Amid ‘Anxiety’ In The Room, Here’s How Capitals Are Handling Trade Deadline
The Washington Capitals start to feel pressure ahead of the 2023 NHL Trade Deadline. Here’s how they’re handling it.
ARLINGTON, V.A. — Years ago, Lars Eller cut hockey off from his social media and life away from the rink. It was a way for him to stay focused but also to avoid the speculation, the never-ending rumor mill that he and his teammates find themselves in as general manager Brian MacLellan makes several moves ahead of the 2023 NHL Trade Deadline.
It's still hard to tune out, though, and admittedly has led to some anxiety in the dressing room.
"Everything else is just noise," Eller said.
In a span of four games, Washington has said goodbye to four different pending free agents, including defensemen Dmitry Orlov and Erik Gustafsson and forwards Garnet Hathaway and Marcus Johansson, with Craig Smith and Rasmus Sandin coming back the other way. The deadline is on Friday, and with nine more pending free agents, there is likely more to come as the team looks to unload and also acquire some pieces while continuing the playoff push, which has not gone according to plan so far.
"Everybody probably feels a little bit of [anxiety]," head coach Peter Laviolette said after Monday's practice in Anaheim, which happened just before Johansson and Gustafsson were traded to the Minnesota Wild and Toronto Maple Leafs.
Given the team's trades so far, it's clear where things are headed for the group. It'll be a selling situation going into Friday, with the future of several players being unclear. It's a difficult plan for the players to navigate, but at the same time, the team is sitting just three points out of playoff position, and there are still several games left down the stretch that can make or break the Capitals in what's been a wild season.
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Taking that into account, the message in the room is simple: control what you can control and play for each other. No one knows that better than captain Alex Ovechkin, who is helping his teammates navigate the wild waters.
"Well, we're players. It's a business. We all understand the situation so we just have to do our job, play hockey, try to win some games" Ovechkin said. "It's not in our hands. If something happens, it happens, you know? Unfortunately, with this situation that happened with us, we lost good players, good guys. But how I said, it's not up to us."
As Ovechkin said, there's no surefire way to handle saying goodbye to teammates, let alone potentially saying goodbye themselves. And of course, social media or speculation from insiders can make that more difficult, especially in between road trips, playing every day and managing families and life away from the rink.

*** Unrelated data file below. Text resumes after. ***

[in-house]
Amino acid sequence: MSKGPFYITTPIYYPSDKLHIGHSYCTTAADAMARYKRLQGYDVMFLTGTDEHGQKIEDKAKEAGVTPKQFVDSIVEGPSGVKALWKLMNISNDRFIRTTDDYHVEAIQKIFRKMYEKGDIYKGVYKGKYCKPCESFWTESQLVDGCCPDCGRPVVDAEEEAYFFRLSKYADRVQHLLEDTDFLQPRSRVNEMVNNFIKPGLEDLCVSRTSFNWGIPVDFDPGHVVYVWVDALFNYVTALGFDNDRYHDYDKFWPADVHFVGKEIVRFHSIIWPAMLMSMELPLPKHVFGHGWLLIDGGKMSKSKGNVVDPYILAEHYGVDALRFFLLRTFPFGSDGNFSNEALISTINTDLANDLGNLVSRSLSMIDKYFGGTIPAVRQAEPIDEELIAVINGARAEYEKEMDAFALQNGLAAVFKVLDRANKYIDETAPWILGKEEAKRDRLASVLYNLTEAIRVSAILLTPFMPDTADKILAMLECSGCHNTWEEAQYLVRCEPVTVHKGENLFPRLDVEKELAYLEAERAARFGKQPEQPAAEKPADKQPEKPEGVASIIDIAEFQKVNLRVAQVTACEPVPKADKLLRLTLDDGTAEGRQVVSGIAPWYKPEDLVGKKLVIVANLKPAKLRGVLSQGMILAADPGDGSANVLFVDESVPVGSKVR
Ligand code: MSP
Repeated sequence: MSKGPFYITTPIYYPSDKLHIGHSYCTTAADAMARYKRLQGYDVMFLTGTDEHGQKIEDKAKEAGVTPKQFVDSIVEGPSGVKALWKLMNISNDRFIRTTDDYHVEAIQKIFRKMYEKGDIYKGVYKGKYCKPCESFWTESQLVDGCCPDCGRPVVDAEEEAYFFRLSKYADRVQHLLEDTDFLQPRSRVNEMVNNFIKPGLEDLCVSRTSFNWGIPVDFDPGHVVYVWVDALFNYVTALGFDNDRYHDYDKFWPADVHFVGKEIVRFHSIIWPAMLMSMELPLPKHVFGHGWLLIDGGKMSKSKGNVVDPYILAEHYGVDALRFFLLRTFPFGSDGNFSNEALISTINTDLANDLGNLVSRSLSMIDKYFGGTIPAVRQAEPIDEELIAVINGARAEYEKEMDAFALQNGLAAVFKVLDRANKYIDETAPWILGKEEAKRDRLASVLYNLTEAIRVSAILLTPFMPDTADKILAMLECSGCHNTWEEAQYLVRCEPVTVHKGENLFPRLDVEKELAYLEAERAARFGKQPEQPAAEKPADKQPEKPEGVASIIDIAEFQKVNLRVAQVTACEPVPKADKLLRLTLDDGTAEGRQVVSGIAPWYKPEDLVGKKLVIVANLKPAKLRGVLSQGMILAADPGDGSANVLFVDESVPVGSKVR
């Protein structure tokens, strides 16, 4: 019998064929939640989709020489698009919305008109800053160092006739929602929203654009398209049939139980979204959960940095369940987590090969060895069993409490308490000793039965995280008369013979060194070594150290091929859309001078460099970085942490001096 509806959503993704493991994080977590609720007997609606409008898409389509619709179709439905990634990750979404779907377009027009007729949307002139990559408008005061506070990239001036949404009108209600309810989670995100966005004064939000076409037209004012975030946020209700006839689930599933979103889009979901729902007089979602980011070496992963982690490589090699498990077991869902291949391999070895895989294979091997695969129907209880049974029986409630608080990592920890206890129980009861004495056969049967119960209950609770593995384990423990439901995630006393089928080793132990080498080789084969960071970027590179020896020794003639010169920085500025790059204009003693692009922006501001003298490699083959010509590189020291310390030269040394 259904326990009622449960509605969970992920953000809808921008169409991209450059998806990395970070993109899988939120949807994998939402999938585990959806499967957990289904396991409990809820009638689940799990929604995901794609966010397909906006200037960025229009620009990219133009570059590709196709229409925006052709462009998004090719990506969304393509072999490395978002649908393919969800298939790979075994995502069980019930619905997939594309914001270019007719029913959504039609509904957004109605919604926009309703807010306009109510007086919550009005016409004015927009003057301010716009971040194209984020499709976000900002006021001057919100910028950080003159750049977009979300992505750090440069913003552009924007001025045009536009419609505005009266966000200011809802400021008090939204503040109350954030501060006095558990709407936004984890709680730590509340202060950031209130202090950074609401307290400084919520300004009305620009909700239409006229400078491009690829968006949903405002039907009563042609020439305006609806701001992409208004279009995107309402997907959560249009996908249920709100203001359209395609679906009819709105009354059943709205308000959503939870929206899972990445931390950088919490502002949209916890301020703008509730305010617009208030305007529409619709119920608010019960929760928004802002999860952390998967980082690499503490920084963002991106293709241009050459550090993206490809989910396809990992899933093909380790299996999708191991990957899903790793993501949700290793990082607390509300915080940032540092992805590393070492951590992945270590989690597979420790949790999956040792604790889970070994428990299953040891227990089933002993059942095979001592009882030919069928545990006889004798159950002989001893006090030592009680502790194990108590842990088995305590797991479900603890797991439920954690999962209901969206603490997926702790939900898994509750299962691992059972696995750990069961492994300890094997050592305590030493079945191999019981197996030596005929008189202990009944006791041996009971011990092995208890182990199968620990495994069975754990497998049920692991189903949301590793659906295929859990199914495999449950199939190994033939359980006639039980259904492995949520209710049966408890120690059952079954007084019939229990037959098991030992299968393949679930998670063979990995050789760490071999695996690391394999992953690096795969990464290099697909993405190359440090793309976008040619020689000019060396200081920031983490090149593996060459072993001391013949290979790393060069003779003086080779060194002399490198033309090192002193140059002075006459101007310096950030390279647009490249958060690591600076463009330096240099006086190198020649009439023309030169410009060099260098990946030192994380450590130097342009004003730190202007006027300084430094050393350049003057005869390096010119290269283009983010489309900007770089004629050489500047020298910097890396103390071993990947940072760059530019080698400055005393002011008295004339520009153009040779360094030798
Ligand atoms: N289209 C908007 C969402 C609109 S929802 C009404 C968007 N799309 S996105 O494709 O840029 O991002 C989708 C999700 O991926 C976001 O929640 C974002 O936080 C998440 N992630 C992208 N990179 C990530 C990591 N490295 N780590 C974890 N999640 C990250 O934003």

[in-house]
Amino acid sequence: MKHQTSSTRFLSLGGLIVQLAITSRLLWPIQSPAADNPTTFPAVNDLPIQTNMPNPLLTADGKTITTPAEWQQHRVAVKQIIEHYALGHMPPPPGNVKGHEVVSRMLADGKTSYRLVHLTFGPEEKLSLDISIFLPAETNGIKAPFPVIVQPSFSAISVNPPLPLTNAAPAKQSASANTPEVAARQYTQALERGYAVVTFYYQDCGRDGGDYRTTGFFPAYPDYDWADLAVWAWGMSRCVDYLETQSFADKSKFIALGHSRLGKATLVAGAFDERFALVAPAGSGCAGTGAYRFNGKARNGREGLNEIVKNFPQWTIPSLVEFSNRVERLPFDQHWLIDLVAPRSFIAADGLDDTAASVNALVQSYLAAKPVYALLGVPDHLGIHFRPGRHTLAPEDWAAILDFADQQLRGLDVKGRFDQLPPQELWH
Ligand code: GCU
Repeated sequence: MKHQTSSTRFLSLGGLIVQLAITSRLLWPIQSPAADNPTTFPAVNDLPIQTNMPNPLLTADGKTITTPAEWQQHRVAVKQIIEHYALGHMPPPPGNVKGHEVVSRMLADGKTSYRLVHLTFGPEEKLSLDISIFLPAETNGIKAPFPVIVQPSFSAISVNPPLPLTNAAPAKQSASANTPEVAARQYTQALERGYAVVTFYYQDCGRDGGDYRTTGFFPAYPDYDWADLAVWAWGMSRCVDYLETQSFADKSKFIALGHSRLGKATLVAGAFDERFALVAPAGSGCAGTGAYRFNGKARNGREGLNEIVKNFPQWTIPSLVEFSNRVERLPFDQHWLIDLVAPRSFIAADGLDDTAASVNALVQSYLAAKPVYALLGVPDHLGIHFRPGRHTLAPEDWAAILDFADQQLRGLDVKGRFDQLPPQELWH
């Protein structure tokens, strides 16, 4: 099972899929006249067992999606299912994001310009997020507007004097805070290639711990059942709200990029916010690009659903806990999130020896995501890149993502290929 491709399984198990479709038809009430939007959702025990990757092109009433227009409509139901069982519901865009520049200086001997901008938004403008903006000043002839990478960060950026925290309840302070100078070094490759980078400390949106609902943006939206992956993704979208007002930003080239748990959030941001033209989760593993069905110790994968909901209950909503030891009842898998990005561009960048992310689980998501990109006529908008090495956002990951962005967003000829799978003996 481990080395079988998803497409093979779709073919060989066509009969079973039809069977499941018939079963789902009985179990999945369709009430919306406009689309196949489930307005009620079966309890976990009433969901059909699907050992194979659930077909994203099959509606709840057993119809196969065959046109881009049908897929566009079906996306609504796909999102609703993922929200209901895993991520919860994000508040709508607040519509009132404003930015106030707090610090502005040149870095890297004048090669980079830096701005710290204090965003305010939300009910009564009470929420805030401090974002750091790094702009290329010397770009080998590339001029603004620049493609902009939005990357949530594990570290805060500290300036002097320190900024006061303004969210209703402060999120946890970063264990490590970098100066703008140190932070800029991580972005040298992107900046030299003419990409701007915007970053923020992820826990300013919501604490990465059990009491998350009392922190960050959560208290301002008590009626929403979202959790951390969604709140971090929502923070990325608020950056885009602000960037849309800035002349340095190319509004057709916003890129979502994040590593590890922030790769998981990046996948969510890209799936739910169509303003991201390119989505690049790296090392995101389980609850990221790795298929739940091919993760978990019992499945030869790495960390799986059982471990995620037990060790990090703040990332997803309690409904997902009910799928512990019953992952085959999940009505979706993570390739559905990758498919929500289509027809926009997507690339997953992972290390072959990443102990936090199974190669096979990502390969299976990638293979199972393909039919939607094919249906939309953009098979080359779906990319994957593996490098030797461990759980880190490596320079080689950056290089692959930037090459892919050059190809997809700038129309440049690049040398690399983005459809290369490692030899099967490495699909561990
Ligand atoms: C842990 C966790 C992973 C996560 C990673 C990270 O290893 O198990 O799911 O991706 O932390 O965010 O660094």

When it comes to handling that pressure, every player is different. But most of all, it's about "personal preference."
"It's kind of hard… with social media, whether you want to or not, you're gonna see that stuff on Instagram explore page or whatever it may be," Trevor van Riemsdyk, whose name has landed on some of the "trade boards" across different publications, said. "So that stuff's hard to ignore, and if you know it'll put you in a bad headspace or get you caring about the wrong things, it's probably a good idea to just get away from that stuff."
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Dylan Strome, who's been traded twice in his career and hit the market for the first time this offseason, added that at the end of the day, it's remembering that the NHL isn't just a professional sports league; it's a business.
"Everyone has different tasks in their jobs. You know, this is one time of the year where things get moved around and then things happened and obviously, I think pretty much every team makes a move at the deadline. That's kind of what happens and it's just part of the game," Strome added. "I think everyone's been around long enough to know that these things happen, and it's part of the business. What happens is gonna happen. You're gonna get a phone call or whatever. So you just got to deal with it in stride. Our team's focus here is making the playoffs."
At the end of the day, the Capitals, who are in California as part of a three-game road swing to take on the Ducks, San Jose Sharks and Los Angeles Kings, don't know what'll happen in the next 72 hours. But for now, it's all about living in the moment and keeping the focus on hockey.
"Just try to stay in the moment, stay present," Eller said, adding, "We'll cross that bridge if we get there. For now, I'm a Capital and we'll see what happens."